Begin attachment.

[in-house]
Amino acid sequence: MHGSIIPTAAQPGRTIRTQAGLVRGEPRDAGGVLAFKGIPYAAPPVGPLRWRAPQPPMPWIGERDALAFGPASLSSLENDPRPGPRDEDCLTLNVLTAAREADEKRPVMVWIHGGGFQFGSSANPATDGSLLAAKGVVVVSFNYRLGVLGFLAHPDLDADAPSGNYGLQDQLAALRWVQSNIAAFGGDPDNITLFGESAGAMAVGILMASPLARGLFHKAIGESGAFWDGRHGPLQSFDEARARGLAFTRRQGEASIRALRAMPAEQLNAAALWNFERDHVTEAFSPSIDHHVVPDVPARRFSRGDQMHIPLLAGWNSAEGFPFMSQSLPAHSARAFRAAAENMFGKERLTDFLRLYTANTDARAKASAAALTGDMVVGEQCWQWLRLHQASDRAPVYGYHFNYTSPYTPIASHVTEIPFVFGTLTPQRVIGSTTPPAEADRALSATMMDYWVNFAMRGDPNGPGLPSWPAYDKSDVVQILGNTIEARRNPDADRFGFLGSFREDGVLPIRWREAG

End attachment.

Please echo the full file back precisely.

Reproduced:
[in-house]
Amino acid sequence: MHGSIIPTAAQPGRTIRTQAGLVRGEPRDAGGVLAFKGIPYAAPPVGPLRWRAPQPPMPWIGERDALAFGPASLSSLENDPRPGPRDEDCLTLNVLTAAREADEKRPVMVWIHGGGFQFGSSANPATDGSLLAAKGVVVVSFNYRLGVLGFLAHPDLDADAPSGNYGLQDQLAALRWVQSNIAAFGGDPDNITLFGESAGAMAVGILMASPLARGLFHKAIGESGAFWDGRHGPLQSFDEARARGLAFTRRQGEASIRALRAMPAEQLNAAALWNFERDHVTEAFSPSIDHHVVPDVPARRFSRGDQMHIPLLAGWNSAEGFPFMSQSLPAHSARAFRAAAENMFGKERLTDFLRLYTANTDARAKASAAALTGDMVVGEQCWQWLRLHQASDRAPVYGYHFNYTSPYTPIASHVTEIPFVFGTLTPQRVIGSTTPPAEADRALSATMMDYWVNFAMRGDPNGPGLPSWPAYDKSDVVQILGNTIEARRNPDADRFGFLGSFREDGVLPIRWREAG